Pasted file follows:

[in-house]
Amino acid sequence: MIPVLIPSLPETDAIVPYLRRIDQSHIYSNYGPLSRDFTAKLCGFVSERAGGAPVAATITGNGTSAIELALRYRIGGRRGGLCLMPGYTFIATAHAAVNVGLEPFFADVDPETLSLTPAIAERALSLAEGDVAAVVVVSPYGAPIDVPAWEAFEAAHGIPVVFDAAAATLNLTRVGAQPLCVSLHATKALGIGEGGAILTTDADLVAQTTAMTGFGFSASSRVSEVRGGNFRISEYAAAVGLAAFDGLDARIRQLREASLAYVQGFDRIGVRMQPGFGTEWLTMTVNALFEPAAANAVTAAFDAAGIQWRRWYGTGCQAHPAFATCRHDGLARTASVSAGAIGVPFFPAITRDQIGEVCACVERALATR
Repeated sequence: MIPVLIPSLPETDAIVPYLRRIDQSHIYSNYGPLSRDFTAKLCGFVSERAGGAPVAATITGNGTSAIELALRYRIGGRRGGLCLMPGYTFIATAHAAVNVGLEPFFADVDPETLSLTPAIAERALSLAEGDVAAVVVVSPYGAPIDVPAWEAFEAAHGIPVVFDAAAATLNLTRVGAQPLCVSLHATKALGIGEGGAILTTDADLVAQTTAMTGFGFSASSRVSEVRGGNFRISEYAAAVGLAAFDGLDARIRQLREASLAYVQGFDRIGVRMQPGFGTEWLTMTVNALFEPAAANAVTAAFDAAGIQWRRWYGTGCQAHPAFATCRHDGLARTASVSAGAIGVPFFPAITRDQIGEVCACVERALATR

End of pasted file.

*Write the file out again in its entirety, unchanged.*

[in-house]
Amino acid sequence: MIPVLIPSLPETDAIVPYLRRIDQSHIYSNYGPLSRDFTAKLCGFVSERAGGAPVAATITGNGTSAIELALRYRIGGRRGGLCLMPGYTFIATAHAAVNVGLEPFFADVDPETLSLTPAIAERALSLAEGDVAAVVVVSPYGAPIDVPAWEAFEAAHGIPVVFDAAAATLNLTRVGAQPLCVSLHATKALGIGEGGAILTTDADLVAQTTAMTGFGFSASSRVSEVRGGNFRISEYAAAVGLAAFDGLDARIRQLREASLAYVQGFDRIGVRMQPGFGTEWLTMTVNALFEPAAANAVTAAFDAAGIQWRRWYGTGCQAHPAFATCRHDGLARTASVSAGAIGVPFFPAITRDQIGEVCACVERALATR
Repeated sequence: MIPVLIPSLPETDAIVPYLRRIDQSHIYSNYGPLSRDFTAKLCGFVSERAGGAPVAATITGNGTSAIELALRYRIGGRRGGLCLMPGYTFIATAHAAVNVGLEPFFADVDPETLSLTPAIAERALSLAEGDVAAVVVVSPYGAPIDVPAWEAFEAAHGIPVVFDAAAATLNLTRVGAQPLCVSLHATKALGIGEGGAILTTDADLVAQTTAMTGFGFSASSRVSEVRGGNFRISEYAAAVGLAAFDGLDARIRQLREASLAYVQGFDRIGVRMQPGFGTEWLTMTVNALFEPAAANAVTAAFDAAGIQWRRWYGTGCQAHPAFATCRHDGLARTASVSAGAIGVPFFPAITRDQIGEVCACVERALATR